Could Short Circuit live on or is it an idea that wouldn't work today? top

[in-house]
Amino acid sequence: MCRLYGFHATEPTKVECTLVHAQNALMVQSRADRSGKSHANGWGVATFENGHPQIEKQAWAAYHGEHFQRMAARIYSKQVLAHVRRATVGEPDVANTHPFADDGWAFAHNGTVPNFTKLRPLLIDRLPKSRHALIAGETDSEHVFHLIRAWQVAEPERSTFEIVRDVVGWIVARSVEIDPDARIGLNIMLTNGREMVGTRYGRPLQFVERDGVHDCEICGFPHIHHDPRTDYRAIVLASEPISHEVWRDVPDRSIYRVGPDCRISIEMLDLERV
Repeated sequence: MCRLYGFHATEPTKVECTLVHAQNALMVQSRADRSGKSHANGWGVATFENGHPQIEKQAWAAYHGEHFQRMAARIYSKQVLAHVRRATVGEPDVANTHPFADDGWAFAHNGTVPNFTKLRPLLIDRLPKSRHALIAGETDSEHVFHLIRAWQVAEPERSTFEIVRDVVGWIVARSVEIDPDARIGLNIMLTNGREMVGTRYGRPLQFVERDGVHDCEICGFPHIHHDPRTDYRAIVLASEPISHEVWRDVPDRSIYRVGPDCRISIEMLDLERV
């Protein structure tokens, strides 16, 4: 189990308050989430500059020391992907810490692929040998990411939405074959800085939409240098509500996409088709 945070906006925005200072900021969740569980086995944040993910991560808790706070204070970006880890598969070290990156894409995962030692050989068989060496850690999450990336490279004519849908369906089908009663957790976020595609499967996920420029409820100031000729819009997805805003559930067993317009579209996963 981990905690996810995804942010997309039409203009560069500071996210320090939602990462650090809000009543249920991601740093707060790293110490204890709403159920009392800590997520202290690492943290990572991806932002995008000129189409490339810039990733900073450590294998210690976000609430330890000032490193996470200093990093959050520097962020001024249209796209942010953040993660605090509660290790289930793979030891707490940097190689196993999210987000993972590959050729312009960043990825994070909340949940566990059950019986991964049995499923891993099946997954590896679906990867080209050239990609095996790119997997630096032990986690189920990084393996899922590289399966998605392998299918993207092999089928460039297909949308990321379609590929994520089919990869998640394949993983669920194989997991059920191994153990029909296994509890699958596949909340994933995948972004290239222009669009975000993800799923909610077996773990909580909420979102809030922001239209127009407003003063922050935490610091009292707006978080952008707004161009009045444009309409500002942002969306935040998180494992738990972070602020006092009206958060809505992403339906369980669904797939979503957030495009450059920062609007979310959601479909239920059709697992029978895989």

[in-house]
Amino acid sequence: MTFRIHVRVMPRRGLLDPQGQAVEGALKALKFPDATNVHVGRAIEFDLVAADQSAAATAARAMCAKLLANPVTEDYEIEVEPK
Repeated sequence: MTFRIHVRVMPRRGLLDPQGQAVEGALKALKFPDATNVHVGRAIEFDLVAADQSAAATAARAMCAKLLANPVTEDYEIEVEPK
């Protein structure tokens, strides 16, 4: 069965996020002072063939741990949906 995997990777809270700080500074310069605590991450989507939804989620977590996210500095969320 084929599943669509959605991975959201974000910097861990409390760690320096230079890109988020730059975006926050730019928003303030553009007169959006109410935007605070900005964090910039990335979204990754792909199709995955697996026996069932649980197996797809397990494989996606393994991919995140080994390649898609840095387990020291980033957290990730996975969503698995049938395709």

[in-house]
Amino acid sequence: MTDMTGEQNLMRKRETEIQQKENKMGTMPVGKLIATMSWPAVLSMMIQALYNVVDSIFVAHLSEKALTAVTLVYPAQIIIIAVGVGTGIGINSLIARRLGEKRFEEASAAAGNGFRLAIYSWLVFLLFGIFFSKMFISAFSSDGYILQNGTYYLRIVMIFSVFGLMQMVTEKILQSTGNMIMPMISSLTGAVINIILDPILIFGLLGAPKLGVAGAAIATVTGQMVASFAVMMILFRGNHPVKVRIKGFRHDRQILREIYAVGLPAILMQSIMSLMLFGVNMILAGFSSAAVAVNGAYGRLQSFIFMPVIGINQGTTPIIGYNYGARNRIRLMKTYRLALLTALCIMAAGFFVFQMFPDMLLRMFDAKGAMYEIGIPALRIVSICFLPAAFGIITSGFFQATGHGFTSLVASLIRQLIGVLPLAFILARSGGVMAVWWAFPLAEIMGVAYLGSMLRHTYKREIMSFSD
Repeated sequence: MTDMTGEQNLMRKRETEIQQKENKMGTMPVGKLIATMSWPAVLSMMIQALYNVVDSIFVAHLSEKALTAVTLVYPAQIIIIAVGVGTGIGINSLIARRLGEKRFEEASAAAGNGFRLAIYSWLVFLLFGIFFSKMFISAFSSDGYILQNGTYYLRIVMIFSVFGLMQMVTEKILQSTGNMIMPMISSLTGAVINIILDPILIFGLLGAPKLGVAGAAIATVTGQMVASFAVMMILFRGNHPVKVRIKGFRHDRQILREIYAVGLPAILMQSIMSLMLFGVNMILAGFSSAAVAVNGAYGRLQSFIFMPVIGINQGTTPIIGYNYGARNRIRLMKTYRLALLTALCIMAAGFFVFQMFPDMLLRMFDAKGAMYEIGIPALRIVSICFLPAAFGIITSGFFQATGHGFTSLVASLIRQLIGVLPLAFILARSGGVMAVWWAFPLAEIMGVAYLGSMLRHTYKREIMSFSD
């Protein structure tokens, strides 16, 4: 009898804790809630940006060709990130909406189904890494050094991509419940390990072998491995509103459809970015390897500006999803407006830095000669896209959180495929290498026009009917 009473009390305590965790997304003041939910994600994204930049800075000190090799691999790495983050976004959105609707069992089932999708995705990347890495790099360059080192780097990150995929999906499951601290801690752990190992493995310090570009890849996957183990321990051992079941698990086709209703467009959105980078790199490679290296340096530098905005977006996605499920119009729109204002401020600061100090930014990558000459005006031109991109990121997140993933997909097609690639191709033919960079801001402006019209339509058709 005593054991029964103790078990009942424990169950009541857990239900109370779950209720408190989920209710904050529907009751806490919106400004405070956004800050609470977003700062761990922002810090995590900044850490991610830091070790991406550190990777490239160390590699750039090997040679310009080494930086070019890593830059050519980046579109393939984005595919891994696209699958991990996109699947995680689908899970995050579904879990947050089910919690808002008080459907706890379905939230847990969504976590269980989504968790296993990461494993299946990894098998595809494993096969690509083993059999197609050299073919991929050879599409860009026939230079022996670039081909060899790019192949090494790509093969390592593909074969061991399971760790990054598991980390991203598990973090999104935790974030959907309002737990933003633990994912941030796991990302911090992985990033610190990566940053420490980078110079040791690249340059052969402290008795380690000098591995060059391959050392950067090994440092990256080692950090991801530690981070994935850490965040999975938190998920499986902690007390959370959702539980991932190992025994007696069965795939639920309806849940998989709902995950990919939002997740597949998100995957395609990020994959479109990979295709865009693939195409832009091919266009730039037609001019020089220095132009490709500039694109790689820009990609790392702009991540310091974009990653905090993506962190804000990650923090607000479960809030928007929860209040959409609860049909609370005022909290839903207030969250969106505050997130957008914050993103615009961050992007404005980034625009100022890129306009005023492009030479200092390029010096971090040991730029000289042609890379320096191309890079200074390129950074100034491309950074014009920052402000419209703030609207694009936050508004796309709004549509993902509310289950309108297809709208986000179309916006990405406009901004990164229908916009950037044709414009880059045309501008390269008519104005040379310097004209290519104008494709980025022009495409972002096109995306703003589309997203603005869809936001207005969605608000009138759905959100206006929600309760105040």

I think it would still work. We worked on a sequel to War Games a couple of years ago. Eventually, we stopped because that was a movie whose time had passed. The reason that it's appealing is now old-hat to everybody; a young kid with a computer. To do more movies about that wouldn't make sense. It's so old-fashioned. On the other hand, here's this silly robot who is still funny and is still charming and could be updated, new mechanics . . . I watched a robot display in Japan when we were getting ready to do the movie and we flew to Tokyo, looked at this big, robotic World's Fair. This is 1986. There were all kinds of robots there, but they were all a little bit crude. Nothing as sophisticated as Number Five because we had the ability to make him look like he could do more. The most impressive thing that Syd Mead was just gaga about . . . Syd Mead said to me, "Do you know what's going on here?" What it was, was a big box with legs on it. It would walk from one end of the room to the other end of the room. The whole round trip, maybe, 50 feet would take 5 minutes. Syd said, "Don't you understand how difficult it is to walk?" "We do it all the time and we don't even think about it." When you start to break it down, it's a nightmare. You have to shift your weight to one foot, you have to swing your other leg forward, shift your weight to it, balance on that and then start all over again with the first foot. That's what this thing was doing. Computer processing was so slow in 1986, that the box on top of him, was about a 3 foot cube. It had big cables coming out of it going to the ceiling, going to computers that were trying to figure out how this damn thing should do its walking! People were walking by it because it looks stupid to them. They go, "Oh, please."